In October of 2010 we had a guys weekend in Vegas and we decided to try out the newly renovated Tropicana. The pictures looked nice, the price was reasonable, and the folks over at Vegas Chatter rated it as one of their favorites. Also, it was one of those historic places that I’d never stepped foot in so we decided to take a shot.
On arriving at the hotel we were a little concerned by the rinky-dink and dungy parking area. Apparently that part of the hotel was yet to be touched up. My worries were somehwat lessened as we came around the corner and saw the flashy new hotel entrance and lobby.
The check in process was fairly efficient, but we were a ltitle annoyed that while they were happy to charge us $20 per night for a 3rd guest to sleep in the room, they were unable to provide a roll-out bed due to fire regulations. The room we were given was reasonably spacious and very nicely appointed. It would have been great for two people and 3 would have worked if we could have had a roll-out bed. Instead, I ended up sleeping on a wingchair/ottoman combo that night. Not good, but much better than the floor I suppose.
Given that the three of us had come to Vegas primarily to gamble, none of us was overly worried about the sleep situation as we were planning to spend most of our time on the casino floor, anyways. And that’s where we ran into the deal-breaker for the Tropicana.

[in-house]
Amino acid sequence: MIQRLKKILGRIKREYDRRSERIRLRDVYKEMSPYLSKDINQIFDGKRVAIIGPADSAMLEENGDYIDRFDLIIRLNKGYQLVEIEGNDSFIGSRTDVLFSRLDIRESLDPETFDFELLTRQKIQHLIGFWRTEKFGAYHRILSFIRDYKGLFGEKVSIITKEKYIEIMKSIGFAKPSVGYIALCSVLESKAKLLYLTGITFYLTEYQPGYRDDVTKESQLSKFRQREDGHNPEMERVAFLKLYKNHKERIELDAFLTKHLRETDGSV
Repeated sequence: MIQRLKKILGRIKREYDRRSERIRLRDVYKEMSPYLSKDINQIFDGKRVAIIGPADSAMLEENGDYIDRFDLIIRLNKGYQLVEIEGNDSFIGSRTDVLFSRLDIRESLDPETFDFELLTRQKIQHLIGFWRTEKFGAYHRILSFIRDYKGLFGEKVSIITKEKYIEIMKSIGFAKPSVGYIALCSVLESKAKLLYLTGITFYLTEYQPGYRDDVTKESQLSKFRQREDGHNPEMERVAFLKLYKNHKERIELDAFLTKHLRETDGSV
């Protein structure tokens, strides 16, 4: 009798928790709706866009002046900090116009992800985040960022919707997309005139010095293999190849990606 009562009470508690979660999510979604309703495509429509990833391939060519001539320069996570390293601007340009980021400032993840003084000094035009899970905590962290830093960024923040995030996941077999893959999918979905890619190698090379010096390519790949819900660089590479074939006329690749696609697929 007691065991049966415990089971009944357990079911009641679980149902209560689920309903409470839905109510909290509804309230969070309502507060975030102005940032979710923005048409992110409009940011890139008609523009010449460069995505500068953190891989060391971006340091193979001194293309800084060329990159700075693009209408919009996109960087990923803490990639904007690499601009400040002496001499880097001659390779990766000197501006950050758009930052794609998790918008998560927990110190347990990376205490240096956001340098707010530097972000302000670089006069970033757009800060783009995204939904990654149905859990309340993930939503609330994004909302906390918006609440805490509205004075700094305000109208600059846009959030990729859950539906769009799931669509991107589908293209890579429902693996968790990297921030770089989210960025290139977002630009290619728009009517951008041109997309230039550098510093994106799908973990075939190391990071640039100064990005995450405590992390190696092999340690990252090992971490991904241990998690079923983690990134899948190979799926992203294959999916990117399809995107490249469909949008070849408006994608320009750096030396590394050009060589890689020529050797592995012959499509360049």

We walked back downstairs and explored the Casino. There were a bunch of Blackjack tables, 2 Craps tables (only 1 open), and 1 Paigow table that was not open. Yes, it was Thursday night, but it was prime-time on a Thursday night. Given that the three of us primarily play Craps and Paigow, this was going to be a problem. We decided to explore the back part of the hotel, hoping to find a hidden part of the casino, but all we found were closed restaurants. Not good.
Luckily, wireless Internet access was included with our room, so we went online and looked into booking a different place to stay for the weekend. We ended up at the Rio, which I’d never stayed at. The Rio is no longer the pary hotel that it was once famed to be (that has probably moved down the street to the Palms) but it turned out to be a a great place to gamble. It was busy enough to keep many tables open, but not so busy that you had to wait to get onto a table. The price was reasonable and we ended up gambling enough to get the room comped anyways.
The bottom line at the Tropicana is that it is a great little hotel if you’re not planning to gamble too much, but serious players should look elsewhere. I know that we were there in the first phase of the reno, so maybe they plan to expand the casino. I’d ask them about it before you book though.